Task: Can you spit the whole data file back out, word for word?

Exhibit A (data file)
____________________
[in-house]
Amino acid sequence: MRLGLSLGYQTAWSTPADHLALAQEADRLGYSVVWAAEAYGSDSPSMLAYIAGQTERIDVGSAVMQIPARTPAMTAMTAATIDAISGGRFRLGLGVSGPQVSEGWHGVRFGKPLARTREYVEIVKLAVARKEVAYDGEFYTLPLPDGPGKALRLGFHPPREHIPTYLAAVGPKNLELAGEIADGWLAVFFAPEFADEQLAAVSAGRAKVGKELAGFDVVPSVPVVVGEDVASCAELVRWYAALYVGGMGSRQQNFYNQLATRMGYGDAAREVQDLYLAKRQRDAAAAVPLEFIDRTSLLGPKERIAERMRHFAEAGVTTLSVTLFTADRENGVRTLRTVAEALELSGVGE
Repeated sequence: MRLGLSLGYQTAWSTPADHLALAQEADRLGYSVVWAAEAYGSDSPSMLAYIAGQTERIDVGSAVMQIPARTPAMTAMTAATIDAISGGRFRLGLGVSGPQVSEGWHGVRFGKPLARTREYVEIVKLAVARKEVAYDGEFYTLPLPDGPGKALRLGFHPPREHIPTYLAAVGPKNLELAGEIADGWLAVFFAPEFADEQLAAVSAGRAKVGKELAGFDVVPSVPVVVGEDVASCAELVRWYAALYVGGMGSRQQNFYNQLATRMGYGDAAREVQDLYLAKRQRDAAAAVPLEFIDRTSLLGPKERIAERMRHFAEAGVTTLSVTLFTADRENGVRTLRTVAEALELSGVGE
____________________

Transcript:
[in-house]
Amino acid sequence: MRLGLSLGYQTAWSTPADHLALAQEADRLGYSVVWAAEAYGSDSPSMLAYIAGQTERIDVGSAVMQIPARTPAMTAMTAATIDAISGGRFRLGLGVSGPQVSEGWHGVRFGKPLARTREYVEIVKLAVARKEVAYDGEFYTLPLPDGPGKALRLGFHPPREHIPTYLAAVGPKNLELAGEIADGWLAVFFAPEFADEQLAAVSAGRAKVGKELAGFDVVPSVPVVVGEDVASCAELVRWYAALYVGGMGSRQQNFYNQLATRMGYGDAAREVQDLYLAKRQRDAAAAVPLEFIDRTSLLGPKERIAERMRHFAEAGVTTLSVTLFTADRENGVRTLRTVAEALELSGVGE
Repeated sequence: MRLGLSLGYQTAWSTPADHLALAQEADRLGYSVVWAAEAYGSDSPSMLAYIAGQTERIDVGSAVMQIPARTPAMTAMTAATIDAISGGRFRLGLGVSGPQVSEGWHGVRFGKPLARTREYVEIVKLAVARKEVAYDGEFYTLPLPDGPGKALRLGFHPPREHIPTYLAAVGPKNLELAGEIADGWLAVFFAPEFADEQLAAVSAGRAKVGKELAGFDVVPSVPVVVGEDVASCAELVRWYAALYVGGMGSRQQNFYNQLATRMGYGDAAREVQDLYLAKRQRDAAAAVPLEFIDRTSLLGPKERIAERMRHFAEAGVTTLSVTLFTADRENGVRTLRTVAEALELSGVGE